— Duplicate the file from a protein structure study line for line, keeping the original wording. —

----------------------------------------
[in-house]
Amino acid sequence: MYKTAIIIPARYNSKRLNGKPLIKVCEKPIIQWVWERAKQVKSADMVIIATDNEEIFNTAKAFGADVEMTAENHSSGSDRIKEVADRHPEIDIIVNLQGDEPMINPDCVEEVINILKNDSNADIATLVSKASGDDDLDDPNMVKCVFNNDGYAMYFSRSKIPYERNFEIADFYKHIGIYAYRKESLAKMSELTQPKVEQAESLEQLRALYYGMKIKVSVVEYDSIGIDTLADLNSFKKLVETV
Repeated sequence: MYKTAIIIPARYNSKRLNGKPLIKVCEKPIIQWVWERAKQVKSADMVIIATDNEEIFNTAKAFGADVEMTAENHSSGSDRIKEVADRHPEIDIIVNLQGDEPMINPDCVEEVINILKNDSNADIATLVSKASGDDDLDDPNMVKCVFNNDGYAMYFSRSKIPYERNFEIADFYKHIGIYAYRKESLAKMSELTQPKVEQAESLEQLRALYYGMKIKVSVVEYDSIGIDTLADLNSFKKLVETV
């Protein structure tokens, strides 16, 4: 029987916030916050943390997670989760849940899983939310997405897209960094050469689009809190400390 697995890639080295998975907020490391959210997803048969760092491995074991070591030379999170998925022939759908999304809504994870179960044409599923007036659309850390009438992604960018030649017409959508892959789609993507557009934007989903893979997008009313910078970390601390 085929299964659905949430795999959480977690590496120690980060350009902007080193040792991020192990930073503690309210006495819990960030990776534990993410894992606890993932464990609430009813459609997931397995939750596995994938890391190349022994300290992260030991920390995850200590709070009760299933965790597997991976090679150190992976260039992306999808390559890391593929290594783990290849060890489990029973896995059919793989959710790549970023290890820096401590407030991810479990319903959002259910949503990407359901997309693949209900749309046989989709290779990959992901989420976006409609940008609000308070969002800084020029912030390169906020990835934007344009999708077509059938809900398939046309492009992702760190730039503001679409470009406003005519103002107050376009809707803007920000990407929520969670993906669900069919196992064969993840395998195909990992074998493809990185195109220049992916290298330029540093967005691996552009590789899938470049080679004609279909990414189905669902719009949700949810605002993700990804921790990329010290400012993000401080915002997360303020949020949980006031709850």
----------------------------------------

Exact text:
[in-house]
Amino acid sequence: MYKTAIIIPARYNSKRLNGKPLIKVCEKPIIQWVWERAKQVKSADMVIIATDNEEIFNTAKAFGADVEMTAENHSSGSDRIKEVADRHPEIDIIVNLQGDEPMINPDCVEEVINILKNDSNADIATLVSKASGDDDLDDPNMVKCVFNNDGYAMYFSRSKIPYERNFEIADFYKHIGIYAYRKESLAKMSELTQPKVEQAESLEQLRALYYGMKIKVSVVEYDSIGIDTLADLNSFKKLVETV
Repeated sequence: MYKTAIIIPARYNSKRLNGKPLIKVCEKPIIQWVWERAKQVKSADMVIIATDNEEIFNTAKAFGADVEMTAENHSSGSDRIKEVADRHPEIDIIVNLQGDEPMINPDCVEEVINILKNDSNADIATLVSKASGDDDLDDPNMVKCVFNNDGYAMYFSRSKIPYERNFEIADFYKHIGIYAYRKESLAKMSELTQPKVEQAESLEQLRALYYGMKIKVSVVEYDSIGIDTLADLNSFKKLVETV
């Protein structure tokens, strides 16, 4: 029987916030916050943390997670989760849940899983939310997405897209960094050469689009809190400390 697995890639080295998975907020490391959210997803048969760092491995074991070591030379999170998925022939759908999304809504994870179960044409599923007036659309850390009438992604960018030649017409959508892959789609993507557009934007989903893979997008009313910078970390601390 085929299964659905949430795999959480977690590496120690980060350009902007080193040792991020192990930073503690309210006495819990960030990776534990993410894992606890993932464990609430009813459609997931397995939750596995994938890391190349022994300290992260030991920390995850200590709070009760299933965790597997991976090679150190992976260039992306999808390559890391593929290594783990290849060890489990029973896995059919793989959710790549970023290890820096401590407030991810479990319903959002259910949503990407359901997309693949209900749309046989989709290779990959992901989420976006409609940008609000308070969002800084020029912030390169906020990835934007344009999708077509059938809900398939046309492009992702760190730039503001679409470009406003005519103002107050376009809707803007920000990407929520969670993906669900069919196992064969993840395998195909990992074998493809990185195109220049992916290298330029540093967005691996552009590789899938470049080679004609279909990414189905669902719009949700949810605002993700990804921790990329010290400012993000401080915002997360303020949020949980006031709850």